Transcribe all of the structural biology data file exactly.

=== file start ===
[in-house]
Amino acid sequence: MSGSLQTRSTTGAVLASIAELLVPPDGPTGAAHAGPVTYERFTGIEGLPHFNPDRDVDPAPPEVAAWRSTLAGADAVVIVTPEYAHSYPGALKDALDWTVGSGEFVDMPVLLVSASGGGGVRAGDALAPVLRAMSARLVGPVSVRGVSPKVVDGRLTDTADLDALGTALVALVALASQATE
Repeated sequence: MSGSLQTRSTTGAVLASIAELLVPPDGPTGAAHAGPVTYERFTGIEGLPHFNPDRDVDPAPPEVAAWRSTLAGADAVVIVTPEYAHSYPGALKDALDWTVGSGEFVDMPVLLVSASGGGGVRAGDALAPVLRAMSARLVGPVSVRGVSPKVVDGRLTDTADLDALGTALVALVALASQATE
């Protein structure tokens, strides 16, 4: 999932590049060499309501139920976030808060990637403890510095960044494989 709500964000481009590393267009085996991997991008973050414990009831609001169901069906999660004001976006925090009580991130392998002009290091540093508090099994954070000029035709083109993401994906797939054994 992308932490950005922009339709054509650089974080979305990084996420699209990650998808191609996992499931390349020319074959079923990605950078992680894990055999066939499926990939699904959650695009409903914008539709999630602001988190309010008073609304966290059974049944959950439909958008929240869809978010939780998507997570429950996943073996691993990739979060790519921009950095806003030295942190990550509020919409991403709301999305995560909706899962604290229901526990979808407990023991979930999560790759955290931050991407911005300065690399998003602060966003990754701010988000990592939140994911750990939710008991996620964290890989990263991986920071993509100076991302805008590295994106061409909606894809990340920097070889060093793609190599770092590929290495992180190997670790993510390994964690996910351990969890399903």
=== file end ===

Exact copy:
[in-house]
Amino acid sequence: MSGSLQTRSTTGAVLASIAELLVPPDGPTGAAHAGPVTYERFTGIEGLPHFNPDRDVDPAPPEVAAWRSTLAGADAVVIVTPEYAHSYPGALKDALDWTVGSGEFVDMPVLLVSASGGGGVRAGDALAPVLRAMSARLVGPVSVRGVSPKVVDGRLTDTADLDALGTALVALVALASQATE
Repeated sequence: MSGSLQTRSTTGAVLASIAELLVPPDGPTGAAHAGPVTYERFTGIEGLPHFNPDRDVDPAPPEVAAWRSTLAGADAVVIVTPEYAHSYPGALKDALDWTVGSGEFVDMPVLLVSASGGGGVRAGDALAPVLRAMSARLVGPVSVRGVSPKVVDGRLTDTADLDALGTALVALVALASQATE
């Protein structure tokens, strides 16, 4: 999932590049060499309501139920976030808060990637403890510095960044494989 709500964000481009590393267009085996991997991008973050414990009831609001169901069906999660004001976006925090009580991130392998002009290091540093508090099994954070000029035709083109993401994906797939054994 992308932490950005922009339709054509650089974080979305990084996420699209990650998808191609996992499931390349020319074959079923990605950078992680894990055999066939499926990939699904959650695009409903914008539709999630602001988190309010008073609304966290059974049944959950439909958008929240869809978010939780998507997570429950996943073996691993990739979060790519921009950095806003030295942190990550509020919409991403709301999305995560909706899962604290229901526990979808407990023991979930999560790759955290931050991407911005300065690399998003602060966003990754701010988000990592939140994911750990939710008991996620964290890989990263991986920071993509100076991302805008590295994106061409909606894809990340920097070889060093793609190599770092590929290495992180190997670790993510390994964690996910351990969890399903």